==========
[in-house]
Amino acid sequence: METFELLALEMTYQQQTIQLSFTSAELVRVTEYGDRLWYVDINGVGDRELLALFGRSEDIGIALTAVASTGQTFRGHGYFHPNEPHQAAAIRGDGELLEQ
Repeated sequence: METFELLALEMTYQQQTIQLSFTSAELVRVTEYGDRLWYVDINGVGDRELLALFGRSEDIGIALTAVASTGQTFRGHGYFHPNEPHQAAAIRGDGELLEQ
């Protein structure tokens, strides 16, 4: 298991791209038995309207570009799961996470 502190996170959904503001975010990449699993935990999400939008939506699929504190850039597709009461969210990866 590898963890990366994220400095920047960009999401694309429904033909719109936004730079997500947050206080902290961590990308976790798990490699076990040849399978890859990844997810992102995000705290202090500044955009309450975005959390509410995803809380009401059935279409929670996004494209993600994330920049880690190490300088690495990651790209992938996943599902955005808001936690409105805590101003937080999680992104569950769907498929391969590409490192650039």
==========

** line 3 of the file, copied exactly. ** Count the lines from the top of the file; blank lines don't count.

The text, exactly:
Repeated sequence: METFELLALEMTYQQQTIQLSFTSAELVRVTEYGDRLWYVDINGVGDRELLALFGRSEDIGIALTAVASTGQTFRGHGYFHPNEPHQAAAIRGDGELLEQ